Things are starting to add up better with this jump in consumer borrowing. With real disposable personal income growth near 0, and spending growing at just over 2.5% through November, it’s now looking like consumers ‘dipped into savings’ by running up their credit card balances which tends to be followed by reductions in spending:


Consumers were heating up their credit cards in November as revolving credit, up $11.2 billion in the month, made a sizable contribution to total credit outstanding which rose $28 billion for a 17-year high. The rise in revolving credit is the second largest of the ongoing expansion and perhaps indicates less reluctance among the nation’s consumers to run up their credit cards. And though it hints at momentum going into December’s shopping, it may also revive talk of slackening credit standards. Nonrevolving credit, where auto financing and student loans are tracked, rose $16.8 billion which is also a sharp rise.

Total consumer credit:

Revolving credit includes credit cards:

Non revolving credit includes auto loans:

And then there are analysts who don’t believe the number (though it is inline with income and spending reports):

Analyst Opinion of the Consumer Credit Situation:

You would have to be on drugs to believe consumer credit grew at 8.75% in November.

Not only does this data set suffer from backward revision (moderate to significant enough to change trends – such as this month), but the use of compounding (projecting monthly change as annual change) by the Federal Reserve to determine consumer credit growth rates exaggerates the volatility in this data. The total consumer credit unadjusted growth in 2017 has been hovering around 6% year-over-year.

Down more than expected but remains elevated since the election as per the chart, even as the reality of weak sales and earnings persists:


Optimism among small business owners cooled in December after November’s surge to 13-year highs, with the NFIB Small Business Optimism Index falling 2.6 points to 104.9. Leading the monthly index below the range of analysts’ expectations and 3 points below the consensus forecast was an 11-point drop in expected business conditions to 37 and a loss of 8 points to minus 1 in plans to increase inventories. Only two of the ten components of the index posted gains, five declined, and three remained unchanged. Despite the monthly drop, however, NFIB said 2017 was the strongest year in the 45-year history of the index, as measured by the monthly average, which at 104.8 beat the previous record of 104.6 set in 2004.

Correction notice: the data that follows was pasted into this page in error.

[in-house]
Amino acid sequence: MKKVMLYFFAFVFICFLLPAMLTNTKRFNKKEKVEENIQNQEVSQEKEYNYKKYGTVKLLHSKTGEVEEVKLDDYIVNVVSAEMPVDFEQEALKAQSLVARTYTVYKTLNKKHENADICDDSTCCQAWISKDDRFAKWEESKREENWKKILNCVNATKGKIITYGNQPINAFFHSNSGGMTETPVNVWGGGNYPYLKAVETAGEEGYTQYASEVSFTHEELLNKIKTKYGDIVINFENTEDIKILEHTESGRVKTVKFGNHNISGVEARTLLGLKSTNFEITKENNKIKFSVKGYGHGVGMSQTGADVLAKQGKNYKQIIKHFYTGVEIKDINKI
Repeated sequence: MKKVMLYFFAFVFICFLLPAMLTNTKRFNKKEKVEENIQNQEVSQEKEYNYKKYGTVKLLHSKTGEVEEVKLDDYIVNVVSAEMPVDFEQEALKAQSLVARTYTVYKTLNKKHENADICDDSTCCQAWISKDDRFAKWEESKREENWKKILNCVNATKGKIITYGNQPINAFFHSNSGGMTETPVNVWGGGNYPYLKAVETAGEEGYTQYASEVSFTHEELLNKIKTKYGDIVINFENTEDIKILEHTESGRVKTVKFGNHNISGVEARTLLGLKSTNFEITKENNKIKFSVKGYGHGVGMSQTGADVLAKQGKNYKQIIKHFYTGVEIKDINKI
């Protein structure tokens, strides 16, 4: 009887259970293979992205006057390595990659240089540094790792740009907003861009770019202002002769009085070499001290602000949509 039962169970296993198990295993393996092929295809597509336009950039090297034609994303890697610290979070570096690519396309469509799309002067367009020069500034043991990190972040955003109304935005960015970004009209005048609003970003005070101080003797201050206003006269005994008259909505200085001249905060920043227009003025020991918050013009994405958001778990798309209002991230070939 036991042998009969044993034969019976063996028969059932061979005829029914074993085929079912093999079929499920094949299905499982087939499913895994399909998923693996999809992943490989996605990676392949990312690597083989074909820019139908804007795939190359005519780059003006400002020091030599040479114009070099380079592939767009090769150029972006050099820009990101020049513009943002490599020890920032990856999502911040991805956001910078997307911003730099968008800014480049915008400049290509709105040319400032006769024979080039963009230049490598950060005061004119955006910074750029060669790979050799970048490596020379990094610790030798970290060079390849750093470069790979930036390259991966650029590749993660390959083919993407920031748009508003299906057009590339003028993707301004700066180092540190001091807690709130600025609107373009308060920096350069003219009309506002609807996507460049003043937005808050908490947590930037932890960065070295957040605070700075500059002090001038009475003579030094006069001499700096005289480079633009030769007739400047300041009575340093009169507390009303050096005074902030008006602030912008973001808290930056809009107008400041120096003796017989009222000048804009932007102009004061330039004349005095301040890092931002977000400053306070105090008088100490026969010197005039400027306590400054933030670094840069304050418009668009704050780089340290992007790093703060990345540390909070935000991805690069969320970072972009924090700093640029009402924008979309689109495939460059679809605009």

Helping to dampen optimism in December were expectations of real sales, down 6 points to 28, plans to increase employment, down 4 points to 20, and earnings trends, which dropped 5 points deeper into negative territory to a minus 15, by far the worst performance among the components.

The two rising components, plans to make capital outlays and current job openings, both posted only feeble 1-point gains, albeit achieving high levels of 27 and 31, respectively.

While the December index level may be disappointing, the NFIB pointed out the reading remains one of the strongest in the history of the index, as November’s 107.5 was bested only by the 108.0 record posted in July 1983. Moreover, throughout the year much of the optimism reported by the survey hinged on expectations of the passage of business-friendly tax reform, and the likely positive reaction to the signing of the decidedly business-friendly Tax Cuts and Jobs Act on December 22 was probably not captured in the December survey.

Weaker than expected, and the details still tell me it’s been cooling down for a while:

Oil prices up and drilling down some: